“Lines of Escape” (“Lignes de fuite”)
Screened at the Whitaker St. Louis International Film Festival (4.5/5); Letterboxd (4.5/5), Imdb.com (9/10)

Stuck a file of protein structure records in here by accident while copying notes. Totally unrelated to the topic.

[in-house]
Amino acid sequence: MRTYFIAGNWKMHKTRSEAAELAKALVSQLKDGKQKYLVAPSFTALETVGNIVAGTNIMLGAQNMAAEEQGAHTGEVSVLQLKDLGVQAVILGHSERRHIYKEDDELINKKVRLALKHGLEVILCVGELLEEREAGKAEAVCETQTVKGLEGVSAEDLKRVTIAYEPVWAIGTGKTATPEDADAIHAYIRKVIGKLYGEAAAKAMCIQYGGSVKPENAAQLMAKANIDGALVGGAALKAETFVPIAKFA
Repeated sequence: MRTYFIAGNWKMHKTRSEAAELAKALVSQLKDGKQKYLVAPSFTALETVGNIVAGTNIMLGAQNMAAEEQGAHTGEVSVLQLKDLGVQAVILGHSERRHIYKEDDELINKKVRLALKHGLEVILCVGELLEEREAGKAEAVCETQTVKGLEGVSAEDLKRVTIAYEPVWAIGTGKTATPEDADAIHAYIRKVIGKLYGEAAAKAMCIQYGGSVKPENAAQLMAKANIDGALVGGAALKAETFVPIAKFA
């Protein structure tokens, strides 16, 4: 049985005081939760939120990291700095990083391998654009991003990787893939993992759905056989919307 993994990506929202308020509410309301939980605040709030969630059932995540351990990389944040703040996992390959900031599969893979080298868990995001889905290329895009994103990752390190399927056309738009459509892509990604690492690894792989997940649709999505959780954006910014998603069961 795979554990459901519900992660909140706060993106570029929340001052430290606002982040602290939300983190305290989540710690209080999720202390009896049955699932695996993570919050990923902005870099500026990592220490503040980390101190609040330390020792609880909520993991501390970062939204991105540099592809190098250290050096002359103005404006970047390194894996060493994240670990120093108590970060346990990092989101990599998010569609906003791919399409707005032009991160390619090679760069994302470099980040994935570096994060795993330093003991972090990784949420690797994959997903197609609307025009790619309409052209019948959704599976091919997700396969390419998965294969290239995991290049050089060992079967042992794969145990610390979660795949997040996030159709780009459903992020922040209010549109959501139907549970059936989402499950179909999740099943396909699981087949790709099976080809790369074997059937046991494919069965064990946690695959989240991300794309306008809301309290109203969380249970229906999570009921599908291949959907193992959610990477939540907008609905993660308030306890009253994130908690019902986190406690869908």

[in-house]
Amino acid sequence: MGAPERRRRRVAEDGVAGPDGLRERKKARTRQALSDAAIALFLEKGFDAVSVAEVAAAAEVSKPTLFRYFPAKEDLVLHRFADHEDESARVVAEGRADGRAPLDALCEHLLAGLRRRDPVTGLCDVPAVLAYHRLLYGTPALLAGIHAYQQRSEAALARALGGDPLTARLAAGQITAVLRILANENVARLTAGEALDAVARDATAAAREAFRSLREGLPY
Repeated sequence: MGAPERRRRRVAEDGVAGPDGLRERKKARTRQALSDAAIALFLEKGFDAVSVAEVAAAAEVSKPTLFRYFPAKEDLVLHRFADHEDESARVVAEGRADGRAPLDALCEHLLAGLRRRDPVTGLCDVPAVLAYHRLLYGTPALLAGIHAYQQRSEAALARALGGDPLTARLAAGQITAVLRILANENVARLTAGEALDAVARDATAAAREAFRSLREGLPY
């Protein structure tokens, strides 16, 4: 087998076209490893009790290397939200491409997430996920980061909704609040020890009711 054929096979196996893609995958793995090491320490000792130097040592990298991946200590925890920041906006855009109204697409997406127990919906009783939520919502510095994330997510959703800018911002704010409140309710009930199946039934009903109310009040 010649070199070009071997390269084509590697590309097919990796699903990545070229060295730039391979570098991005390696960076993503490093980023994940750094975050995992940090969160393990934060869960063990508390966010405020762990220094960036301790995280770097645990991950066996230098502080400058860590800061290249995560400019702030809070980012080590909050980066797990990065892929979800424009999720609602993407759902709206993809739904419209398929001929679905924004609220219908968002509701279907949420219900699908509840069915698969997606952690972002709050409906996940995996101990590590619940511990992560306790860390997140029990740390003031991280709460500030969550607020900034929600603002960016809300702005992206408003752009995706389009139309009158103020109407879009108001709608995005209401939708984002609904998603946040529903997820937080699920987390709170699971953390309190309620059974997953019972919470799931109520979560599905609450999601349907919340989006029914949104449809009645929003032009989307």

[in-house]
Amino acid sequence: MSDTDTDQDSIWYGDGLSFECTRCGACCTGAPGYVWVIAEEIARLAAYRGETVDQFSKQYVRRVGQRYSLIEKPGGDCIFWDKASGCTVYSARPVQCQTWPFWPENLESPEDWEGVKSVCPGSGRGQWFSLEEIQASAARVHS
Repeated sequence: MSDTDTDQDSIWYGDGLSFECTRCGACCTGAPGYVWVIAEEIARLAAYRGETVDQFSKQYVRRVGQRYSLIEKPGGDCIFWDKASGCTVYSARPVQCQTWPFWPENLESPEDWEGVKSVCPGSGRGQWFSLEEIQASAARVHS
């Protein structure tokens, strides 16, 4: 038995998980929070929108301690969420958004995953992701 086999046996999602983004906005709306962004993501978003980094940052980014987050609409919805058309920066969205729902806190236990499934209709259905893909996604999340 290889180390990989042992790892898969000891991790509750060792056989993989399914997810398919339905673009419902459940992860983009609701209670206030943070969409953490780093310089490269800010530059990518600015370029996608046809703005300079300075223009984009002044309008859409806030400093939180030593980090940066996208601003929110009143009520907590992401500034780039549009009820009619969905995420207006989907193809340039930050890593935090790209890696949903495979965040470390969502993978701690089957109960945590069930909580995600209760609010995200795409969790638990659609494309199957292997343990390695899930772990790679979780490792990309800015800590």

Given the social, economic, political and environmental challenges we face today, it would seem that, if we hope to survive, it would be in all of our best interests if we were to work together on these issues, right? But are we truly capable of that in light of the rampant intransigent polarization that has infected society on all of these fronts? That fundamental lack of cooperation seems counterproductive, that we should all strive to get along. At the very least, it seems reasonable to expect that should be the case among friends, but is that even attainable? That’s called into question in this wickedly biting dark comedy-drama about a reunion of three old friends (Catherine Chabot, Marianna Mazza, Léane Labrèche-Dor) and their significant others (Maxime de Cotret, Victoria Diamond, Mickaël Gouin) for what’s supposed to be a fun-filled night on the town in Montreal. However, things have changed in the nearly 15 years since high school, and what starts out as an evening of fun and games gradually turns ugly as the differences that distinguish the onetime pals begin to surface, shining a bright light on the pervasiveness and dangers of polarization. Directors Miryam Bouchard and Catherine Chabot have assembled a wickedly funny, bitingly cynical tale for our times, one whose stern message hits the nail squarely on the head, an offering somewhat reminiscent of the satirical dark comedy “The Party” (2017). Some might say the picture goes too far at times (an argument not entirely without merit) that decidedly takes us out of our comfort zone, coming across like the heated discourse one often finds on social media, especially in the film’s somewhat stagey final act. But sometimes it takes a blatant, in-your-face exchange of such senseless, unbridled venom to reflect back to us what’s transpiring in everyday life. That’s particularly true if we ever hope to work together to address the problems we face – and to weather the consequences we might have to deal with if we don’t.